I’m back from my Tucson adventure

IMG_20180315_113328079_HDR[1]I have just returned from driving to the Tucson Festival of Books and the associated master workshop in poetry. Three thousand miles. Eight days of driving. Three days of Tucson, Arizona. I know. That’s nuts. I wanted an adventure. I got one. I wanted to see the territory between here and there, not just fly over it. I have seen it.

I’m flailing in an avalanche of receipts, dirty clothes, unmowed lawns, uncleaned rooms, undone chores, books, written notes, typed notes, recorded notes, and memories I don’t want to lose as I sink into the overflow.

I want to hold on to that first sight of desert cactus, the winter-green hills of California where the cattle grazed, the llama watching freeway traffic, the woman at the Canyonville, Oregon gas station who was eating German chocolate cake at 8 a.m. and who called me “Sweetie,” the new writer friends with whom I ate, drank, laughed, and learned, the big hugs from cousins Adrienne and John in Tucson, the excitement when I found the street in Burbank, California, where my late husband Fred grew up, watching the cowfolk in Coalinga, the quirky antique shop at Chiriaco Summit, the incredible banana chocolate chip muffin from Mimi’s in Casa Grande, eating Denny’s chocolate lava cake and talking to my dad while sitting by the pool on a warm night in Blythe, California on my birthday. And so much more.

IMG_20180311_153719123[1]I don’t need to hold on to the traffic in Phoenix, Los Angeles, and Stockton; the rain, wind, snow, and fog; the disappointment of the Royal Sun Best Western Hotel in Tucson and the hurt in my feet when the walk to the book festival proved far longer than these old feet could handle in tennis shoes; the really terrible shrimp-bacon-creamed avocado flatbread I ate for dinner one night; the Mexican restaurant run by Chinese people; the tight schedule that made it impossible to turn off I-5 to visit my father or my brother or my cousins; having to leave Annie in “doggie jail,” or the worrisome amount of money I spent. Nope. Let those go.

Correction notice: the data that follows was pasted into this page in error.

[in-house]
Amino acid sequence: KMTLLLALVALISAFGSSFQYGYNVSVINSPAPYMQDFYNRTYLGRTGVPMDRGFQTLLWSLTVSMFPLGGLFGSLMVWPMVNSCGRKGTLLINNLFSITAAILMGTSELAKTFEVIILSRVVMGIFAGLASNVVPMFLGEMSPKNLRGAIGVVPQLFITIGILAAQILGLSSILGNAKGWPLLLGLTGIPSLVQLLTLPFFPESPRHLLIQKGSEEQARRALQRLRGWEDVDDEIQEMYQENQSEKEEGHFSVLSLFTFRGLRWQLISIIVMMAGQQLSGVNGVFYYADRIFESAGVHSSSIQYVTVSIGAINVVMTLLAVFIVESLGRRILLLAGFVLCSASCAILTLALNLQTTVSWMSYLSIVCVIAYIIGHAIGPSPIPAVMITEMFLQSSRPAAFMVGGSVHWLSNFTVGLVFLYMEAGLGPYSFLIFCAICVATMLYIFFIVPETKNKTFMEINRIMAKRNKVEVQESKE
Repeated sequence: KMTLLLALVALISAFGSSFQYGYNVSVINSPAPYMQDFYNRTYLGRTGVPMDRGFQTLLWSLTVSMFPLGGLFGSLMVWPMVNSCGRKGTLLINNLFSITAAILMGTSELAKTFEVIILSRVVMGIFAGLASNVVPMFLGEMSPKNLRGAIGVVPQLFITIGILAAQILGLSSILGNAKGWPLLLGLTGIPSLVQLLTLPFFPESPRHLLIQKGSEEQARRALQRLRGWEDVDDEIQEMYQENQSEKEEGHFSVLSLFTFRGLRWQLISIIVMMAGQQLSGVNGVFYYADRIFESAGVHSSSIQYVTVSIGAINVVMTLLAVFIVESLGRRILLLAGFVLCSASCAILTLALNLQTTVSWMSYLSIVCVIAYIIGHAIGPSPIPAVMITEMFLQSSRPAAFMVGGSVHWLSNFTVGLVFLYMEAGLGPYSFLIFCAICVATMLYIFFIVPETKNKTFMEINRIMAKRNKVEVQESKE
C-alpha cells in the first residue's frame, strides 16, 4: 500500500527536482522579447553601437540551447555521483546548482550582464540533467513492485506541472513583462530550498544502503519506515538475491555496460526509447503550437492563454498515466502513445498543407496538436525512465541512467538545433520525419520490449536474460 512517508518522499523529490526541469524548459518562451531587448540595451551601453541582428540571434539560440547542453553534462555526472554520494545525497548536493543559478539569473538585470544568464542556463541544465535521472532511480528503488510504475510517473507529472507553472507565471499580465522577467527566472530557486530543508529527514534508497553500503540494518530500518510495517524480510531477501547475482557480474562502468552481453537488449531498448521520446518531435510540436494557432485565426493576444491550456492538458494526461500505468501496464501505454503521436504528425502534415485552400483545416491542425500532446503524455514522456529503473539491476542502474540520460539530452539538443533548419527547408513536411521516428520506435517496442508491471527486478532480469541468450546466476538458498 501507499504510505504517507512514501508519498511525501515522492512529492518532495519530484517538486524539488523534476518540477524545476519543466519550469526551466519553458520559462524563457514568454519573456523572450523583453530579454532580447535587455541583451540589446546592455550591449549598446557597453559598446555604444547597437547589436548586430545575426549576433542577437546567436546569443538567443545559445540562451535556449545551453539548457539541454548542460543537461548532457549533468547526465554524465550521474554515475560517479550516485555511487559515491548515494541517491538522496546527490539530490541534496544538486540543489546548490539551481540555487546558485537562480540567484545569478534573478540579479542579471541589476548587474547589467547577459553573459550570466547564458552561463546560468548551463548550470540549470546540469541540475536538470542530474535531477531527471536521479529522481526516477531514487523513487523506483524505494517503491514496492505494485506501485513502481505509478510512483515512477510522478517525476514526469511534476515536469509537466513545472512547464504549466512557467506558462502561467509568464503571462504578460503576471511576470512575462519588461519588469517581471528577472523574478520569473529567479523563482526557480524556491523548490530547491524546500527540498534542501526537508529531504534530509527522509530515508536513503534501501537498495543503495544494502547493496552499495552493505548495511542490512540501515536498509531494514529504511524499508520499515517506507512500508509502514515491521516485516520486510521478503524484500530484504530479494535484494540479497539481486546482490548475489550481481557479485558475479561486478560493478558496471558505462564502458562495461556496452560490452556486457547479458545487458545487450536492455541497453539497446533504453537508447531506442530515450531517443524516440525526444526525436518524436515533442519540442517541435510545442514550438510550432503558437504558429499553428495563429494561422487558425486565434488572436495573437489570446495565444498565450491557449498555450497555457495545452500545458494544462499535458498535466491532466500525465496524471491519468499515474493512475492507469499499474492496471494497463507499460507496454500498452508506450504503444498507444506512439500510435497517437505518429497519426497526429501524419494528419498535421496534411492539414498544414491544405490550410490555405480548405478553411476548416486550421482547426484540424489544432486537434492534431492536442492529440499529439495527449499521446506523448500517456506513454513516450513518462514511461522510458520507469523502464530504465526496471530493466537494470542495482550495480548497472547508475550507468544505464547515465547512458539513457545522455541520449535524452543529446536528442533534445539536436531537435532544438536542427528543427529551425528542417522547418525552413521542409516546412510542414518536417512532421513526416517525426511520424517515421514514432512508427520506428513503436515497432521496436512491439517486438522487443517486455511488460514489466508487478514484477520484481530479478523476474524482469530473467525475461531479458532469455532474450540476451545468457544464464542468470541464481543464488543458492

The Tucson Festival of Books was huge and amazing. I entered a raffle and won a $50 Amazon gift certificate. I bought a few books. I used up two pens and wore out the batteries on my voice recorder. The poetry workshop blew my mind.

IMG_20180308_151037105[1]Was it worth it? I won’t be driving that far on such a tight schedule again. Having to go 400 miles a day in order to arrive at the festival on time and get home in time to play the piano for Saturday Mass took some of the joy out of it. Much better to take time to explore the side roads, see the family, and sit still for a while.

Annie is overjoyed to have me home. My bed feels so much better than every other bed I slept in. The pellet stove is still a pain. The trees look the same. Everything looks the same, but I’m not the same. I think that’s a good thing.

Last night on the phone, my dad, who is 95, asked how old I was. When I told him, he exclaimed, “66! How the hell did you get to be so old?” He counseled that the way to stay healthy into old age is to keep active. If you sit in a chair and do nothing, you die. I agree. Where shall I go next?